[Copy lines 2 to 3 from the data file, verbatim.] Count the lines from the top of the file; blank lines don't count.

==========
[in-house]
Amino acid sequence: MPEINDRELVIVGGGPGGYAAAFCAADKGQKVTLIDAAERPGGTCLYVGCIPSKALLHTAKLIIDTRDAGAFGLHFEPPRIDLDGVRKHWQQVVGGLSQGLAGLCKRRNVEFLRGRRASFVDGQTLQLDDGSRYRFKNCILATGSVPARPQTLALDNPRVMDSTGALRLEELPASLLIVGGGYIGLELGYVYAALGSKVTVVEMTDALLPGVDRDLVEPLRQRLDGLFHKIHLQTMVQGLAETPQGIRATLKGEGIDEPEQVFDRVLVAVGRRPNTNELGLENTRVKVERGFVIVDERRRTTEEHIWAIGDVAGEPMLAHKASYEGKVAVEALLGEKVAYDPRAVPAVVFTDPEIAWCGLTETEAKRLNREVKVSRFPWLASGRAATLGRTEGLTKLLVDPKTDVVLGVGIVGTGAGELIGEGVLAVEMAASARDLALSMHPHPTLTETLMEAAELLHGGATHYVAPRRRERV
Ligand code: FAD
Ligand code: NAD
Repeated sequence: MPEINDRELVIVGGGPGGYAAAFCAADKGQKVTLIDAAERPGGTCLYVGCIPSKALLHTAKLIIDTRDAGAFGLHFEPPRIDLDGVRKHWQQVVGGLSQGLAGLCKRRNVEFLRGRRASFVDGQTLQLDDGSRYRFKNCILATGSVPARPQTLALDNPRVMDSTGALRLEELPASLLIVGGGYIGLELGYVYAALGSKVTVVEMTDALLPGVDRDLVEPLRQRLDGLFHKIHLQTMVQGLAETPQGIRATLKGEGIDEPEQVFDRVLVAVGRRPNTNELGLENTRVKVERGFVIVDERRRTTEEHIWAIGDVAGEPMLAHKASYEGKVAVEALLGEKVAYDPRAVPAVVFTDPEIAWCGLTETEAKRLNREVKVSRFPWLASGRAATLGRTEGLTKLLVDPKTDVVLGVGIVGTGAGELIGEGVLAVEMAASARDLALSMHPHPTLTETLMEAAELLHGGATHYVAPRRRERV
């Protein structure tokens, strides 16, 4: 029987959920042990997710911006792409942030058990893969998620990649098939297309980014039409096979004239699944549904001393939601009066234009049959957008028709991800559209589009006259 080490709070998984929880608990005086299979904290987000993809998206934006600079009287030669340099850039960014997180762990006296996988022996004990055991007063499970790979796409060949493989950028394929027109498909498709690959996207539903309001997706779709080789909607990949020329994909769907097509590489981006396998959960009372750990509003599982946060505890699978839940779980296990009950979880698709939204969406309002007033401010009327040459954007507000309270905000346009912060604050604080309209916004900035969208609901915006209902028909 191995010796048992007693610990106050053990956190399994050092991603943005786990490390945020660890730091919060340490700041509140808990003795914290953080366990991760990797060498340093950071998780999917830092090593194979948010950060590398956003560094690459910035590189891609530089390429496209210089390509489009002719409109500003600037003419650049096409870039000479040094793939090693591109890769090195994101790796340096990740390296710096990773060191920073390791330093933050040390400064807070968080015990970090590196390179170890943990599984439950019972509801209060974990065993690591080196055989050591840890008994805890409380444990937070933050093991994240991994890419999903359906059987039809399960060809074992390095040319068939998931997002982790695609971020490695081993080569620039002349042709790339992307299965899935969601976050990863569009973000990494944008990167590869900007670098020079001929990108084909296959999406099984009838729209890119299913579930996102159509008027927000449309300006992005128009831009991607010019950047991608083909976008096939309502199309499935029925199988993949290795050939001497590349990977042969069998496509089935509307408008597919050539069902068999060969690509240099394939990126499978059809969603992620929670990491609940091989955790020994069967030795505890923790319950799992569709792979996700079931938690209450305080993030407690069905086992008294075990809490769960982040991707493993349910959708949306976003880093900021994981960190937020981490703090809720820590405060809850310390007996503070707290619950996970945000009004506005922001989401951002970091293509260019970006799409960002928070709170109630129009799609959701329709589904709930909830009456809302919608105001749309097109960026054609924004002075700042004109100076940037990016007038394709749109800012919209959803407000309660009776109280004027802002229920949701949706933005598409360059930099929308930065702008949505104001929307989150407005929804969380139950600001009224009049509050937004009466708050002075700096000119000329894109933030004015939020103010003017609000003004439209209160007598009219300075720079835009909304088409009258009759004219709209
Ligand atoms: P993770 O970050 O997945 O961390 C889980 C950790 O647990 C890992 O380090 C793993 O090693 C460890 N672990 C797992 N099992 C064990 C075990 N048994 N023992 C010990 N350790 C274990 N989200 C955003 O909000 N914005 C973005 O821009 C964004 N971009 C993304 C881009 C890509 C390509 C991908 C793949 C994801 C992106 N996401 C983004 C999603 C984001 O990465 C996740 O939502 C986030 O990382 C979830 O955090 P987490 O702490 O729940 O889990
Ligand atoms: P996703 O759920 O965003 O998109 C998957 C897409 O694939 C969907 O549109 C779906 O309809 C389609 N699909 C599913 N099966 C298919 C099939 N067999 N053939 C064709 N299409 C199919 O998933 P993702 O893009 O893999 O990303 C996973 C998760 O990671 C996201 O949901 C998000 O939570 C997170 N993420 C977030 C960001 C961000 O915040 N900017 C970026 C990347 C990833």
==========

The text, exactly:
Amino acid sequence: MPEINDRELVIVGGGPGGYAAAFCAADKGQKVTLIDAAERPGGTCLYVGCIPSKALLHTAKLIIDTRDAGAFGLHFEPPRIDLDGVRKHWQQVVGGLSQGLAGLCKRRNVEFLRGRRASFVDGQTLQLDDGSRYRFKNCILATGSVPARPQTLALDNPRVMDSTGALRLEELPASLLIVGGGYIGLELGYVYAALGSKVTVVEMTDALLPGVDRDLVEPLRQRLDGLFHKIHLQTMVQGLAETPQGIRATLKGEGIDEPEQVFDRVLVAVGRRPNTNELGLENTRVKVERGFVIVDERRRTTEEHIWAIGDVAGEPMLAHKASYEGKVAVEALLGEKVAYDPRAVPAVVFTDPEIAWCGLTETEAKRLNREVKVSRFPWLASGRAATLGRTEGLTKLLVDPKTDVVLGVGIVGTGAGELIGEGVLAVEMAASARDLALSMHPHPTLTETLMEAAELLHGGATHYVAPRRRERV
Ligand code: FAD